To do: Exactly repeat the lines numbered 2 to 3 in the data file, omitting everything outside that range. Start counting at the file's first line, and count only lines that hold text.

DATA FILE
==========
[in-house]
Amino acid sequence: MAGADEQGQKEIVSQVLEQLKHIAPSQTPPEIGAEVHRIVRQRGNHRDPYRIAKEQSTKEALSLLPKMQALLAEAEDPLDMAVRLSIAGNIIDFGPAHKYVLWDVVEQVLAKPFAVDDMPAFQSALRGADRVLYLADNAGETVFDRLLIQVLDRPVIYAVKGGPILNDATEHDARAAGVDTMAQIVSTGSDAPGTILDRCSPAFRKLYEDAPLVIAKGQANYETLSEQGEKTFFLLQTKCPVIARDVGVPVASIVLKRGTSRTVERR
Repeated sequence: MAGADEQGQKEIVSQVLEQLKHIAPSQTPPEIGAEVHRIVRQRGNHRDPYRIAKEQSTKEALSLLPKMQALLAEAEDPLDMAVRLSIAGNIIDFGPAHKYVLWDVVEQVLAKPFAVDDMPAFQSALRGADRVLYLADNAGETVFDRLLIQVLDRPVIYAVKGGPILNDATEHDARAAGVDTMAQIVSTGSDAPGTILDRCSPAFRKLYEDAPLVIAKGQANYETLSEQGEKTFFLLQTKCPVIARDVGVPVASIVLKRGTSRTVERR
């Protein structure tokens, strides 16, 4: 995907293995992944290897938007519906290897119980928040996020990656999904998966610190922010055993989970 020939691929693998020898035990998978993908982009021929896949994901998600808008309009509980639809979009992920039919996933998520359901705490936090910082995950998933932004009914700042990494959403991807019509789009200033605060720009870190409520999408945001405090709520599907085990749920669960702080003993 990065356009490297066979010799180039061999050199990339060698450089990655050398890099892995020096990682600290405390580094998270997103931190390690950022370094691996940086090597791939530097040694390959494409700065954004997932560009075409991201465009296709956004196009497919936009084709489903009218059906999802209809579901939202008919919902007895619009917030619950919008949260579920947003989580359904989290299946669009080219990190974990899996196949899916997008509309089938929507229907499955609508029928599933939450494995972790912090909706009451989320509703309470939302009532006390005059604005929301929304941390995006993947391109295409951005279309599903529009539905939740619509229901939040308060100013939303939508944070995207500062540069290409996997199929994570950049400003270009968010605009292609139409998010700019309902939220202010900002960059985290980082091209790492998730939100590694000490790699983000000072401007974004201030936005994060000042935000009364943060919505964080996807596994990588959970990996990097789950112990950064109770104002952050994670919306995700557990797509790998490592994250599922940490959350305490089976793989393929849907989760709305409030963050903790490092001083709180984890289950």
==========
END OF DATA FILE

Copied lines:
Amino acid sequence: MAGADEQGQKEIVSQVLEQLKHIAPSQTPPEIGAEVHRIVRQRGNHRDPYRIAKEQSTKEALSLLPKMQALLAEAEDPLDMAVRLSIAGNIIDFGPAHKYVLWDVVEQVLAKPFAVDDMPAFQSALRGADRVLYLADNAGETVFDRLLIQVLDRPVIYAVKGGPILNDATEHDARAAGVDTMAQIVSTGSDAPGTILDRCSPAFRKLYEDAPLVIAKGQANYETLSEQGEKTFFLLQTKCPVIARDVGVPVASIVLKRGTSRTVERR
Repeated sequence: MAGADEQGQKEIVSQVLEQLKHIAPSQTPPEIGAEVHRIVRQRGNHRDPYRIAKEQSTKEALSLLPKMQALLAEAEDPLDMAVRLSIAGNIIDFGPAHKYVLWDVVEQVLAKPFAVDDMPAFQSALRGADRVLYLADNAGETVFDRLLIQVLDRPVIYAVKGGPILNDATEHDARAAGVDTMAQIVSTGSDAPGTILDRCSPAFRKLYEDAPLVIAKGQANYETLSEQGEKTFFLLQTKCPVIARDVGVPVASIVLKRGTSRTVERR